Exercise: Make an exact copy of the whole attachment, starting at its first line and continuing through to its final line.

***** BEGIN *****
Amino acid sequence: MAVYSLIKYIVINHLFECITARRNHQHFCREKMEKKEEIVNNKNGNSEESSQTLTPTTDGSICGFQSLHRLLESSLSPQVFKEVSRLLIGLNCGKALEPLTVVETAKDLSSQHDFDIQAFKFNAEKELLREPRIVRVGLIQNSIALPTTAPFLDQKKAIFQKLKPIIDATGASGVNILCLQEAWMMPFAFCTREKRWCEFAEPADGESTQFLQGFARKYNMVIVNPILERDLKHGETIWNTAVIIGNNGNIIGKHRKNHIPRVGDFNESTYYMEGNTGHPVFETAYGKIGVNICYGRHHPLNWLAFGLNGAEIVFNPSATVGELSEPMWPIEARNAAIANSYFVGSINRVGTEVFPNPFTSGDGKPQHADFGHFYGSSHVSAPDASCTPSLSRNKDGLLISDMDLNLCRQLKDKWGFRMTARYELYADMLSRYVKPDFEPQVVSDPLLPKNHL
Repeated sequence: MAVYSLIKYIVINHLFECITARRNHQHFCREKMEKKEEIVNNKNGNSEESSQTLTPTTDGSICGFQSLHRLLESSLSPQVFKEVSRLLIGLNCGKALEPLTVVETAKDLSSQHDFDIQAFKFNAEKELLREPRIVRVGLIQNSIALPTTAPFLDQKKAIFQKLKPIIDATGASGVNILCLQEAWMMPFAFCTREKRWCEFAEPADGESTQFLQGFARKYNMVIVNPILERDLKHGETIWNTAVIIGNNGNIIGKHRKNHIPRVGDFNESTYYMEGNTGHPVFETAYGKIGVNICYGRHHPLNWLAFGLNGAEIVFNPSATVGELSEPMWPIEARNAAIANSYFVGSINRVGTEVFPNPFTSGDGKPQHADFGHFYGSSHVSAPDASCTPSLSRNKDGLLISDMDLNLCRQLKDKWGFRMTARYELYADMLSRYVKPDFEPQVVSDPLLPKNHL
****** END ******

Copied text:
Amino acid sequence: MAVYSLIKYIVINHLFECITARRNHQHFCREKMEKKEEIVNNKNGNSEESSQTLTPTTDGSICGFQSLHRLLESSLSPQVFKEVSRLLIGLNCGKALEPLTVVETAKDLSSQHDFDIQAFKFNAEKELLREPRIVRVGLIQNSIALPTTAPFLDQKKAIFQKLKPIIDATGASGVNILCLQEAWMMPFAFCTREKRWCEFAEPADGESTQFLQGFARKYNMVIVNPILERDLKHGETIWNTAVIIGNNGNIIGKHRKNHIPRVGDFNESTYYMEGNTGHPVFETAYGKIGVNICYGRHHPLNWLAFGLNGAEIVFNPSATVGELSEPMWPIEARNAAIANSYFVGSINRVGTEVFPNPFTSGDGKPQHADFGHFYGSSHVSAPDASCTPSLSRNKDGLLISDMDLNLCRQLKDKWGFRMTARYELYADMLSRYVKPDFEPQVVSDPLLPKNHL
Repeated sequence: MAVYSLIKYIVINHLFECITARRNHQHFCREKMEKKEEIVNNKNGNSEESSQTLTPTTDGSICGFQSLHRLLESSLSPQVFKEVSRLLIGLNCGKALEPLTVVETAKDLSSQHDFDIQAFKFNAEKELLREPRIVRVGLIQNSIALPTTAPFLDQKKAIFQKLKPIIDATGASGVNILCLQEAWMMPFAFCTREKRWCEFAEPADGESTQFLQGFARKYNMVIVNPILERDLKHGETIWNTAVIIGNNGNIIGKHRKNHIPRVGDFNESTYYMEGNTGHPVFETAYGKIGVNICYGRHHPLNWLAFGLNGAEIVFNPSATVGELSEPMWPIEARNAAIANSYFVGSINRVGTEVFPNPFTSGDGKPQHADFGHFYGSSHVSAPDASCTPSLSRNKDGLLISDMDLNLCRQLKDKWGFRMTARYELYADMLSRYVKPDFEPQVVSDPLLPKNHL